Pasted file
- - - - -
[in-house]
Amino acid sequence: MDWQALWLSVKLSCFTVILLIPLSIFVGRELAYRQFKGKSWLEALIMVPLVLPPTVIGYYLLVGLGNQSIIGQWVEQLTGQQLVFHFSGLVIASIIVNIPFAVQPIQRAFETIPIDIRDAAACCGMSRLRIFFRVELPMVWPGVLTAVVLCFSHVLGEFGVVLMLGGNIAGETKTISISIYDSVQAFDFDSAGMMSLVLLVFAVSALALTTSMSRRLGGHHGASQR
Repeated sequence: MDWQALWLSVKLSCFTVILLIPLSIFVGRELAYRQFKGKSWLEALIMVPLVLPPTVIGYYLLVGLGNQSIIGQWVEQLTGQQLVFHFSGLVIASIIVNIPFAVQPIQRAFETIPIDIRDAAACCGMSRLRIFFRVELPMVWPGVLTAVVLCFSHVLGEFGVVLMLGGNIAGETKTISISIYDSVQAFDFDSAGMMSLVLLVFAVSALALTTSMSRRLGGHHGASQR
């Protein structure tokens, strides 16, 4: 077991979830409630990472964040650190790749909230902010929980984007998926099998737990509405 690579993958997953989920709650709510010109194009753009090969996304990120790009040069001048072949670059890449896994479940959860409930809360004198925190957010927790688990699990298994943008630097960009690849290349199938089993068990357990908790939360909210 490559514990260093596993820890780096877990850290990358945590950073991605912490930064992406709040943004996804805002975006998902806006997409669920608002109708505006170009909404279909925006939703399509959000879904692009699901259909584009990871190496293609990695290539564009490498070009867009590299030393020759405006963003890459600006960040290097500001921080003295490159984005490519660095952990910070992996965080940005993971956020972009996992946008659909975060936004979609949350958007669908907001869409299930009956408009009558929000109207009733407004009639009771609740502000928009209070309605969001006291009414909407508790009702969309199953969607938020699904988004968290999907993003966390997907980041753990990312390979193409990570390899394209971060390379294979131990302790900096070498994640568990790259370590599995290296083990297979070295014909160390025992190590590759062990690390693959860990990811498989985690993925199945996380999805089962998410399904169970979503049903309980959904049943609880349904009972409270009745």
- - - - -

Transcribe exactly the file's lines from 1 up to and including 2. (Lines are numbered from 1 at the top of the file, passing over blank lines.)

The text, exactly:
[in-house]
Amino acid sequence: MDWQALWLSVKLSCFTVILLIPLSIFVGRELAYRQFKGKSWLEALIMVPLVLPPTVIGYYLLVGLGNQSIIGQWVEQLTGQQLVFHFSGLVIASIIVNIPFAVQPIQRAFETIPIDIRDAAACCGMSRLRIFFRVELPMVWPGVLTAVVLCFSHVLGEFGVVLMLGGNIAGETKTISISIYDSVQAFDFDSAGMMSLVLLVFAVSALALTTSMSRRLGGHHGASQR